Race cars tend to be serviced much more regularly than 'street' cars and some of the products specified for the racing community are not suitable for street usage. (Things that come to mind are items like race compound tires and brake pads, mounts, copper head gaskets, even practices like running water instead of anti-freeze). Just because racers do it or use it doesn't make it the best choice for your daily driver (that may not see a weekly/monthly teardown and adjustment).

Stick with the Porsche belt or Gates (who makes the belts for Porsche from what I've heard).

I personally use Gates belts on several cars (they make them for everyone) and they are very high quality. I see in the catalog the spiel about the Racing belts is pretty tempting :
From the Gates Catalog:
"Incredibly strong, extremely heat resistant. Tough enough to take the worst pummeling your engine can dish out. No other belts help protect your engine and deliver high performance like Gates Racing Performance Timing Belts.

Yes, the color gives you a hot custom look. But look deeper. Constructed of HNBR elastomeric composites, Gates Racing Performance Timing Belts are 300% stronger than stock belts and deliver up to three times the heat resistance. You can count on them to hold up to the rigors of high horsepower, even with interference engines.":

But (a big but) if you take care of your car 'ON time' you should be just fine with the cheaper OEM style Gates Belt (black).
(and save yourself about 100 bucks).

No belt lasts forever.
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Old 12-13-2011, 02:29 PM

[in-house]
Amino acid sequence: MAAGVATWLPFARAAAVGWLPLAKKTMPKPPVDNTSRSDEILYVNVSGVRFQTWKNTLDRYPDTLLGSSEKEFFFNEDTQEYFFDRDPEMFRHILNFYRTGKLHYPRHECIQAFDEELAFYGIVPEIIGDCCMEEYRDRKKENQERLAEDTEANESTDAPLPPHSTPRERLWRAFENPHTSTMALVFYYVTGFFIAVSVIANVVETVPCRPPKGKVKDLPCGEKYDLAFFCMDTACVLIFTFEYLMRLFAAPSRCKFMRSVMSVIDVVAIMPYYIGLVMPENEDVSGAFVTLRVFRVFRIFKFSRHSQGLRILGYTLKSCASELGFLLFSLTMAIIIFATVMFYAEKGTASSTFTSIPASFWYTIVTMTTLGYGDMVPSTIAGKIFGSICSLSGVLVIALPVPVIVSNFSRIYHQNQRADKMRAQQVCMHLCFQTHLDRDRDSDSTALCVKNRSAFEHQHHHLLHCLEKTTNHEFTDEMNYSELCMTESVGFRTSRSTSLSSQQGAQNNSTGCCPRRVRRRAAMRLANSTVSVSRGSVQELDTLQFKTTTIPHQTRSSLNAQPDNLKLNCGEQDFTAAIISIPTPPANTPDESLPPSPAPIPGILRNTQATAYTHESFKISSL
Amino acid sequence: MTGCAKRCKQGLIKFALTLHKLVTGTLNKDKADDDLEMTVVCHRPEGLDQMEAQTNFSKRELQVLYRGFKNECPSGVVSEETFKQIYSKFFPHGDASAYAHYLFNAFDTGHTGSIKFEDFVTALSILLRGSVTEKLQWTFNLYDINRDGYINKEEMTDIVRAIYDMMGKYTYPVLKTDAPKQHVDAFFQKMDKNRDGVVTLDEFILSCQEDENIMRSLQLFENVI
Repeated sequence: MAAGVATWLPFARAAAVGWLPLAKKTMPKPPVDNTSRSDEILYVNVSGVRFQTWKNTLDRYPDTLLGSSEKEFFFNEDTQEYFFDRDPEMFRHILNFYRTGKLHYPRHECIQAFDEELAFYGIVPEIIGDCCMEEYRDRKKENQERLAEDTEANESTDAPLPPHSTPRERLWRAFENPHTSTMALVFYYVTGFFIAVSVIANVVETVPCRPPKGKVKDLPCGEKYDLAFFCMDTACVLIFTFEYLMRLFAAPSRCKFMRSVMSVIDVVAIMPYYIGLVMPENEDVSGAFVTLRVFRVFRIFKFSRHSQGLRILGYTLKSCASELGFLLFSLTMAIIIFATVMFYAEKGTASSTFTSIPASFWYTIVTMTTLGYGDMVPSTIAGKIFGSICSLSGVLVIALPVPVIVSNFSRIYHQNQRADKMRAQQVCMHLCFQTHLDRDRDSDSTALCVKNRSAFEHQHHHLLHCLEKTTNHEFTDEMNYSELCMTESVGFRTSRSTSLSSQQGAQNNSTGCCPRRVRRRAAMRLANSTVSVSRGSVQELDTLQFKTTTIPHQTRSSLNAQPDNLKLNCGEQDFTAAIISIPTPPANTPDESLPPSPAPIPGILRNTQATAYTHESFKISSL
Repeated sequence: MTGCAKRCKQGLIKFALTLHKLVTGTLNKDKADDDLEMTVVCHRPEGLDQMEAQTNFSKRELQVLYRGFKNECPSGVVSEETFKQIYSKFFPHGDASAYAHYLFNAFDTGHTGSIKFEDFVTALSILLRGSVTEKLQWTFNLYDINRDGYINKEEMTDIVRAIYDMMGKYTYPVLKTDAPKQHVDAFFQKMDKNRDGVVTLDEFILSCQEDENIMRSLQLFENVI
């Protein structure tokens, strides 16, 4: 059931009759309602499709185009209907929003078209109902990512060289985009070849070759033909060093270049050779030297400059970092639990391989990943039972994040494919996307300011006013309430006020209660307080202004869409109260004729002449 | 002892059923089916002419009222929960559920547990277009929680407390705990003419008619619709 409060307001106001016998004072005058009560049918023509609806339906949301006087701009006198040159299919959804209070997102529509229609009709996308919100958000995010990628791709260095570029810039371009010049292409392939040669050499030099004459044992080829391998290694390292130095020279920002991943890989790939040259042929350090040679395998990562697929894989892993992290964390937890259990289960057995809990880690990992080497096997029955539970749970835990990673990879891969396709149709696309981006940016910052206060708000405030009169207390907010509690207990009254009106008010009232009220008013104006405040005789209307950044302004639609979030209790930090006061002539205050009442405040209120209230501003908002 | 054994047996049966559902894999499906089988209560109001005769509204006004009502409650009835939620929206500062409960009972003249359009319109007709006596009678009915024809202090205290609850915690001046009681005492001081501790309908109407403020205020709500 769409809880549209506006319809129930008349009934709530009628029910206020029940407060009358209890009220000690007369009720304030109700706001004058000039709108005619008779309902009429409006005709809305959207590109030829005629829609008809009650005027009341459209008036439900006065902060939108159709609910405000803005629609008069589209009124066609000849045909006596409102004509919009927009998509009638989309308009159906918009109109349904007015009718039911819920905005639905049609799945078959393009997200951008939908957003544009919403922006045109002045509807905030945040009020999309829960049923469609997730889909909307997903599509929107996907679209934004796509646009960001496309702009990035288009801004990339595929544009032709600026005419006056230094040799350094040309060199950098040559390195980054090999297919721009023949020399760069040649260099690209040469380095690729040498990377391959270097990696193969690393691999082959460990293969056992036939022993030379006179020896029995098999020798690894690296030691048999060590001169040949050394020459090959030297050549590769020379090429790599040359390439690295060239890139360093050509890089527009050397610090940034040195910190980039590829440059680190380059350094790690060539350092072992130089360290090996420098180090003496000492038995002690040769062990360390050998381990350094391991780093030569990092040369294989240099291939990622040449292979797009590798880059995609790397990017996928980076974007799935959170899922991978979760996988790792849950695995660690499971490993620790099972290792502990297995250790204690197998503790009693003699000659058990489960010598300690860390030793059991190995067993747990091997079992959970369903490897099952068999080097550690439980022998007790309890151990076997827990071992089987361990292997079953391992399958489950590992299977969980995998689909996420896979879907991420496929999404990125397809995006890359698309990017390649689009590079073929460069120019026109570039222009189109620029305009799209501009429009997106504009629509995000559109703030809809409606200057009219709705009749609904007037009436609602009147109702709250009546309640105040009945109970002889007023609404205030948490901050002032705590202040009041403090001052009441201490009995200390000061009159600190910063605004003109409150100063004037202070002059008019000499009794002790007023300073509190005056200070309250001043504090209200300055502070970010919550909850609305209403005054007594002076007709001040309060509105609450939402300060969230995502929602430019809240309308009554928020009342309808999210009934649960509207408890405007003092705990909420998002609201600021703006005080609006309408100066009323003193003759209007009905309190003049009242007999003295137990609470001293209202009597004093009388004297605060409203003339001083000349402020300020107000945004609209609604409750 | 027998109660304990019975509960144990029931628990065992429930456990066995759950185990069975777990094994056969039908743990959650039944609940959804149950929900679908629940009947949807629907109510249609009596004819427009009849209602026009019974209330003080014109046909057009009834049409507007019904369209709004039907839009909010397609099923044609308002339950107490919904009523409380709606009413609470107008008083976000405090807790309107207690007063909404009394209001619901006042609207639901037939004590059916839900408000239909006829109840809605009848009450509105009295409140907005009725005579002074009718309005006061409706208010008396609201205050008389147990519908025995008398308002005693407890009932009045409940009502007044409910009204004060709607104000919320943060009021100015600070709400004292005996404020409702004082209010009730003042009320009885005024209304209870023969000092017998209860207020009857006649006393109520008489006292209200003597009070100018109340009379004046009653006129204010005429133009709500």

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"even practices like running water instead of anti-freeze"
---
With water wetter, not a problem for a street car..

Nobody runs JUST water, just no glycol.


"No belt lasts forever."
---
What if Amsoil came out with one??
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Old 12-13-2011, 03:07 PM
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Originally Posted by Hacker-Pschorr View Post
This is where the fundamental thinking towards timing belt failure is wrong.

Two things are very consistent with 928's over they years:
1. Belts never fail on their own unless they are really, really old and dry rotted
2. I have yet to hear about a 928 losing a timing belt because the tensioner failed (incorrectly tensioned, maybe).

Your water pump and idler pulley are the same and are the most common failure points that will destroy the timing belt.

The benefit of the stronger timing belt is when your water pump or idler pulley fail, the belt should give you more time to notice the problem (probably due to belt smoke) and shut down the car before it snaps.